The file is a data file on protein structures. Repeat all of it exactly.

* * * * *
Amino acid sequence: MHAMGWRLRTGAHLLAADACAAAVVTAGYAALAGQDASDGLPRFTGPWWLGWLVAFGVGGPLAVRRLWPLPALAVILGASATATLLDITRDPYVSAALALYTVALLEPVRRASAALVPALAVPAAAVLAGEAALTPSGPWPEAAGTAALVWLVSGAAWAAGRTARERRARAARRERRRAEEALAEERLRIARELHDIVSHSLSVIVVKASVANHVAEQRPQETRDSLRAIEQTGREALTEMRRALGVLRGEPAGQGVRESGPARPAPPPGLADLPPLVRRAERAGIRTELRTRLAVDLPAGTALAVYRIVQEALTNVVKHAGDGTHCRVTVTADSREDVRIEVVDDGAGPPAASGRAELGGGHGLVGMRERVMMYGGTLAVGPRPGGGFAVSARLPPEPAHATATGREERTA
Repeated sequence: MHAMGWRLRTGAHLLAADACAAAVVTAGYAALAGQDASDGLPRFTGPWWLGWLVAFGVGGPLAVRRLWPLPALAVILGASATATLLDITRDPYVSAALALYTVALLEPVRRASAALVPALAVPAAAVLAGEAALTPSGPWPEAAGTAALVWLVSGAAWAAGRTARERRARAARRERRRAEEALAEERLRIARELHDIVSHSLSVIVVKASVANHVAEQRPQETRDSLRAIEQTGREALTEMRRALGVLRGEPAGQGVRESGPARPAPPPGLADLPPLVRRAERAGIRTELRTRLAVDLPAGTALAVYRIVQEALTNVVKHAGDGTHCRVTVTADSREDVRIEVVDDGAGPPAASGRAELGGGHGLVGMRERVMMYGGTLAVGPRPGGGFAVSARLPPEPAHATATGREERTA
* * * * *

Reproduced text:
Amino acid sequence: MHAMGWRLRTGAHLLAADACAAAVVTAGYAALAGQDASDGLPRFTGPWWLGWLVAFGVGGPLAVRRLWPLPALAVILGASATATLLDITRDPYVSAALALYTVALLEPVRRASAALVPALAVPAAAVLAGEAALTPSGPWPEAAGTAALVWLVSGAAWAAGRTARERRARAARRERRRAEEALAEERLRIARELHDIVSHSLSVIVVKASVANHVAEQRPQETRDSLRAIEQTGREALTEMRRALGVLRGEPAGQGVRESGPARPAPPPGLADLPPLVRRAERAGIRTELRTRLAVDLPAGTALAVYRIVQEALTNVVKHAGDGTHCRVTVTADSREDVRIEVVDDGAGPPAASGRAELGGGHGLVGMRERVMMYGGTLAVGPRPGGGFAVSARLPPEPAHATATGREERTA
Repeated sequence: MHAMGWRLRTGAHLLAADACAAAVVTAGYAALAGQDASDGLPRFTGPWWLGWLVAFGVGGPLAVRRLWPLPALAVILGASATATLLDITRDPYVSAALALYTVALLEPVRRASAALVPALAVPAAAVLAGEAALTPSGPWPEAAGTAALVWLVSGAAWAAGRTARERRARAARRERRRAEEALAEERLRIARELHDIVSHSLSVIVVKASVANHVAEQRPQETRDSLRAIEQTGREALTEMRRALGVLRGEPAGQGVRESGPARPAPPPGLADLPPLVRRAERAGIRTELRTRLAVDLPAGTALAVYRIVQEALTNVVKHAGDGTHCRVTVTADSREDVRIEVVDDGAGPPAASGRAELGGGHGLVGMRERVMMYGGTLAVGPRPGGGFAVSARLPPEPAHATATGREERTA